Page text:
Dr. Azeem Ibrahim is a senior fellow at the Center for Global Policy and author of “The Rohingyas: Inside Myanmar’s Hidden Genocide” (Hurst & Oxford University Press). The opinions expressed in this commentary are his. View more opinion articles on CNN.
(CNN)The governments of Bangladesh and Myanmar’s plans to start repatriating Rohingya refugees from the Cox’s Bazar area ran into difficulty when not a single Rohingya volunteered to return.
That’s no surprise considering it was only a couple of weeks ago that Marzuki Darusman, chair of the UN fact-finding mission on Myanmar, described the situation inside Myanmar as “an ongoing genocide” against the Rohingya, a Muslim minority in a Buddhist-majority country.
The small proportion (less than 30%) of the Rohingya people left in Myanmar — those who have not already fled over the border to Bangladesh since August 2017 — continue to be subject to arbitrary violence by state authorities and non-state militant groups alike. And nothing regarding the legal and social environments which enabled the military’s original “clearance operations” in the northwestern state of Rakhine have changed.
The Burmese government denies claims that it has committed crimes against the Rohingya people. Authorities in Myanmar say they the clearance operations are targeting violent militants in the region.
Nevertheless, the ongoing humanitarian disaster is bad press for the Myanmar government. The government of Bangladesh is reeling from internal pressure over the refugee influx and is struggling to cope with the logistical, social and financial aspects of the crisis.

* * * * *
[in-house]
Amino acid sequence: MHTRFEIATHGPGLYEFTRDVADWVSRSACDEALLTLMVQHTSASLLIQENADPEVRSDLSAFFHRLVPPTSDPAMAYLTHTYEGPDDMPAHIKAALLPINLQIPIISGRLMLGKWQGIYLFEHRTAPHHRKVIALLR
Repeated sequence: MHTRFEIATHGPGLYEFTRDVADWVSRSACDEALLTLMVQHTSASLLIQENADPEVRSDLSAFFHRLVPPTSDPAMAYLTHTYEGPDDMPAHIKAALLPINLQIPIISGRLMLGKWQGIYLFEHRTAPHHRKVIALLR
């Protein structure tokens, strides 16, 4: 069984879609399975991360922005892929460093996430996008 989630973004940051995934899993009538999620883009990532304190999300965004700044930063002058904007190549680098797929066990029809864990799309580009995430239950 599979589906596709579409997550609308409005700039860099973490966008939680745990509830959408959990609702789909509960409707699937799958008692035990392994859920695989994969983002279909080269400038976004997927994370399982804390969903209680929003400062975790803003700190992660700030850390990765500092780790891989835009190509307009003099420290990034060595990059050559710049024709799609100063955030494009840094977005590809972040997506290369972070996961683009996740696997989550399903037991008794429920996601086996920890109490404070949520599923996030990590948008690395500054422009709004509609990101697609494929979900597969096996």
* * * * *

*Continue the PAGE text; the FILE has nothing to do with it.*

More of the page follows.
The ideal outcome of the Rohingya situation is for them to be able to return to their homes in Myanmar. The problem is that for the most part those homes no longer exist. They have been either burned to the ground or redistributed to Buddhist citizens. The repatriation plan is not for the Rohingya refugees to be returned to their homes: It is for them to be moved from refugee camps in Bangladesh to refugee camps in Myanmar.
That would be catastrophic.
International relief organizations and humanitarian observers have largely unfettered access to the camps in Bangladesh and can offer support both to the refugees. Most of these organizations, however, have been banned from Myanmar.
So the plan is to move the refugees from precarious but largely safe conditions, to precarious conditions where they would be at the mercy of their previous attackers, and out of sight from the international community or anyone who might want, or be able to protect them.
In the long run, it may in principle be possible to allow for the Rohingya to return to Myanmar. But before that can be even contemplated, Myanmar must change.
The country must overhaul its 1982 Citizenship Law which rendered the Rohingya stateless. They must receive the same status and the same legal rights and protections as everyone else in the country.
In addition, the individuals inside Burmese institutions and civil society organizations who orchestrated this genocide must be fired and held accountable before international tribunals.
But the highest priority must be given to ensuring the safety of the remaining Rohingya people. And realistically, for the foreseeable future their safety can only be ensured by the international community — who only have access to Bangladesh, not Rakhine State.
To that end, the international community must work together with Bangladesh to invest in the refugee communities and in Bangladesh itself so the Rohingya and Bangladesh can together build a sustainable, thriving community.
And so far as it is possible, the international community must seek to recover the costs of this endeavor from those who have instigated the ethnic cleansing of the Rohingya from Myanmar: the Burmese government and the military leaders who, incidentally, also control most of Myanmar’s wealth.